Certification Road Map
SAOSO provides the umbrella under which PGS-SA and Afrisco can provide producers with the route by which they can become formally recognised as Organic producers.
In the case of Organic products, the consumer has the perception that they have been produced in a manner which relies on natural processes, the use of safe inputs (no toxic agrochemicals), that takes animal welfare into consideration (which is the primary concern of certified livestock production) in a manner which reduces and mitigates environmental impacts and typically actively works towards the regeneration of natural resources. Social welfare is also significant in Organic agriculture to ensure that there is no exploitation of human resources either. This is a tall order for which there must be a basis of TRUST upon which the consumers’ expectations are realised.
Before looking at the mechanisms by which trust is conveyed, let’s look at the International Federation of Organic Agricultural Movements (IFOAM Organic International) Definition and Principles of Organic Agriculture, as these form the basis for our approach in South Africa:
“Organic agriculture is a production system that sustains the health of soils, ecosystems and people. It relies on ecological processes, biodiversity and cycles adapted to local conditions, rather than the use of inputs with adverse effects. Organic agriculture combines tradition, innovation and science to benefit the shared environment and promote fair relationships and a good quality of life for all involved.
Principle of health: Organic Agriculture should sustain and enhance the health of soil, plant, animal, human and planet as one and indivisible.
Principle of ecology: Organic Agriculture should be based on living ecological systems and cycles, work with them, emulate them and help sustain them.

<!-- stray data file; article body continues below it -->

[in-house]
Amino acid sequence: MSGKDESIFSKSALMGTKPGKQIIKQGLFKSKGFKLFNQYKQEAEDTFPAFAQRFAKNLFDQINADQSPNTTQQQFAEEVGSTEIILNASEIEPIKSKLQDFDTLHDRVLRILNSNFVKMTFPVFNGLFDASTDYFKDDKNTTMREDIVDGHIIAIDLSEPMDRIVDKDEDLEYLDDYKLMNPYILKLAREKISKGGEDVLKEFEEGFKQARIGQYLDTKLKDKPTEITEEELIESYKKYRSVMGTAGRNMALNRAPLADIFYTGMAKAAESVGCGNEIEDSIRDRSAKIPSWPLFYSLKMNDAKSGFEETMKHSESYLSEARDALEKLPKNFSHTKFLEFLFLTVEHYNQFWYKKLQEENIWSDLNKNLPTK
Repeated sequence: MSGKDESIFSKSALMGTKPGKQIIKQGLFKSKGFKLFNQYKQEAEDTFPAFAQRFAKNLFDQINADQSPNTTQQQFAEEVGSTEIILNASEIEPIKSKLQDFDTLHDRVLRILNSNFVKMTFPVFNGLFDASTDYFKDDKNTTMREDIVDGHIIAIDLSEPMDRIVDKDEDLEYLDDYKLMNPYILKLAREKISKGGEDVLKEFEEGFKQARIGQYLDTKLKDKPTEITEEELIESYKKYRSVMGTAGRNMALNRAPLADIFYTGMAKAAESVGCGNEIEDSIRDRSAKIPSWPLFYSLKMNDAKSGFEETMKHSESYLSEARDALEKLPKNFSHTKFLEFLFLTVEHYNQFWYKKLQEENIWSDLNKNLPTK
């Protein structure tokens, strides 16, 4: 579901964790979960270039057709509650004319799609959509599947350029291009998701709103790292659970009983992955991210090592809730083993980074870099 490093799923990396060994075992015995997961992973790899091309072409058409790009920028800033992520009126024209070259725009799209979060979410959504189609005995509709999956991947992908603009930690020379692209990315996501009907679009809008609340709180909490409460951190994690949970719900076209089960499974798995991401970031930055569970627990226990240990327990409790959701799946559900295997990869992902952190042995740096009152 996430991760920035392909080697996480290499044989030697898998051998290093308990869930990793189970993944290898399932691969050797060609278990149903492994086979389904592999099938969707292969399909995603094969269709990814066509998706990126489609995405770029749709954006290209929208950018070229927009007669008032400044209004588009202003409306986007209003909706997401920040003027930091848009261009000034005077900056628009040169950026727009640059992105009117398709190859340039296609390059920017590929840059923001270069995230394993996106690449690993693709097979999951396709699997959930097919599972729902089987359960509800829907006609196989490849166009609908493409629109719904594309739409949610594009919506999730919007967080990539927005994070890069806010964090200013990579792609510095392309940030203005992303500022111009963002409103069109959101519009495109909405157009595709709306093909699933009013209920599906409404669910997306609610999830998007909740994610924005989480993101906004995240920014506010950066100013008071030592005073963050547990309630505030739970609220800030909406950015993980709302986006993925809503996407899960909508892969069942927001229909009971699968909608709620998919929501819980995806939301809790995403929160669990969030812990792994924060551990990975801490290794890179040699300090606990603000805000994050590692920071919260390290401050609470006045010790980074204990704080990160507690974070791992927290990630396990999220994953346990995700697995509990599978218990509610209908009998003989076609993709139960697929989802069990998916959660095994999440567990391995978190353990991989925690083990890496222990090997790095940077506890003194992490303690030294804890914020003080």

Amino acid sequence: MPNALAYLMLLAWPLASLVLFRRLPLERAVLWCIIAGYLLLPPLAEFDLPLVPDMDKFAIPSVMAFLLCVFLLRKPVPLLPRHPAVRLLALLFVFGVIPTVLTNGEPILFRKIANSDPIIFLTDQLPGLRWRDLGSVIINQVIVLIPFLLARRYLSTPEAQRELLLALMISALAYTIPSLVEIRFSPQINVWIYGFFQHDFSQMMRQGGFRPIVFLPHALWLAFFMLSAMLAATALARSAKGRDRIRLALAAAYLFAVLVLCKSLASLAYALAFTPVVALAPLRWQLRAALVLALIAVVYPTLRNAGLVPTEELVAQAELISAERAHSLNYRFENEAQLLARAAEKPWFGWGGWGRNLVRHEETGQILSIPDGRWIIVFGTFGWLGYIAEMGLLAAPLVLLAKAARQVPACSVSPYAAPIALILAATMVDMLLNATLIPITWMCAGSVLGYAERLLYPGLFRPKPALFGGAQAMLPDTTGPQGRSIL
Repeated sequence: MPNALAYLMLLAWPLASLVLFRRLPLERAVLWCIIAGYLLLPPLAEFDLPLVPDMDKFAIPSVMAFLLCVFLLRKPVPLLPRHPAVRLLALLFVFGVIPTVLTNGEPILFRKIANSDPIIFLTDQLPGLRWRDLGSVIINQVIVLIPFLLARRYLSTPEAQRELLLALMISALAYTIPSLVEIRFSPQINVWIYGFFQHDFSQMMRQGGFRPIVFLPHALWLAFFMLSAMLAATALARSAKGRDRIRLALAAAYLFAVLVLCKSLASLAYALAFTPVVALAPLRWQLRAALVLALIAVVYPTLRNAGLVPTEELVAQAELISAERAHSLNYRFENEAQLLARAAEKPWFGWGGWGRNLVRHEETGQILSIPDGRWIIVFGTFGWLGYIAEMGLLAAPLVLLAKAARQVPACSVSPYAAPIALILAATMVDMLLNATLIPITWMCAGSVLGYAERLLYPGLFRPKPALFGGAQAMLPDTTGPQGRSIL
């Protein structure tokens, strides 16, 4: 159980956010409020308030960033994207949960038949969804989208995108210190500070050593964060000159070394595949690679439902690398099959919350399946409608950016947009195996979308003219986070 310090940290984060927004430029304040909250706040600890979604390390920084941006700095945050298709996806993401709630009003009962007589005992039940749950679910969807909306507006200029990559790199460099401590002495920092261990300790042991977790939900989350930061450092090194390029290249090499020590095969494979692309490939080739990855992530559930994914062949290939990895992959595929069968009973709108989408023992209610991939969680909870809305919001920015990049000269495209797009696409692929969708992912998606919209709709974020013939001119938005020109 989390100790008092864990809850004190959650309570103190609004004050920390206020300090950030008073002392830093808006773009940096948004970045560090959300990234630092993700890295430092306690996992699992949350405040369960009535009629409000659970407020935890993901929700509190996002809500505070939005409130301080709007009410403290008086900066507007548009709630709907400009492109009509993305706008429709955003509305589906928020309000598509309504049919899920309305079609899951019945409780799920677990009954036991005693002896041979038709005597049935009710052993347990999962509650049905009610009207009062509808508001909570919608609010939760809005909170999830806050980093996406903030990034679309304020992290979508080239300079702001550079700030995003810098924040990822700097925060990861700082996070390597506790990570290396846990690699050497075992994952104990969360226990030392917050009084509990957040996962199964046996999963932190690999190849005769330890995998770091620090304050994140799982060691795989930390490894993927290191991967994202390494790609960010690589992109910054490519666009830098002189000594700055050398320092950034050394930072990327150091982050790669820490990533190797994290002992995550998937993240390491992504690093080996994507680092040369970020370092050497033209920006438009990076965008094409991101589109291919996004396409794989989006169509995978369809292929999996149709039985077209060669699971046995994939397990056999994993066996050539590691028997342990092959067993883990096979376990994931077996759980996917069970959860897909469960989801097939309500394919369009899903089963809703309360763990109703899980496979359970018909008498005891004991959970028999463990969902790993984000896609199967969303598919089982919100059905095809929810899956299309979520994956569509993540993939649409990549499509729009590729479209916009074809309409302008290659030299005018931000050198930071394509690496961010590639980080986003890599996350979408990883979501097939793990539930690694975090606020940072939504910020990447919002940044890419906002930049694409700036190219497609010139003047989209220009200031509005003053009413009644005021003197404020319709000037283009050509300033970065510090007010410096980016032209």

Principle of fairness: Organic Agriculture should build on relationships that ensure fairness with regard to the common environment and life opportunities.
Principle of care: Organic Agriculture should be managed in a precautionary and responsible manner to protect the health and well-being of current and future generations and the environment.”
There are three different processes by which trust is established and conveyed between producer and consumer:
1st PARTY: FACE-TO-FACE and SELF-CLAIM
“Face-to-face” is where the consumer has a personal relationship with the producer, typically built through friendship, word-of-mouth and satisfying experience. The consumer is prepared to pay the asking price based on this personal trust. Although there may be very little financial outlay for the producer to cultivate this trust, the time taken in doing so does carry a financial implication.
“Self-claim” is where the producer makes unsubstantiated claims of the organic nature of the product, usually via the product label which uses the word “organic”. The ignorant consumer “blindly” places their uninformed trust in the product and is happy to part with their hard-earned money. The producer generally has very little added financial cost to including the self-claim. Instead it is the consumer who carries the risk of buying an inferior, ethically dubious product.
2. 2nd PARTY: PARTICIPATORY GUARANTEE SYSTEMS
Participatory Guarantee Systems (PGS) were formalised by the IFOAM Organic International as a recognised peer-review system whereby producers provide a formal guarantee to consumers that their products have been produced according to a recognised set of organic standards. In South Africa we use the term “PGS Endorsed” to convey the message of recognition and build the trust.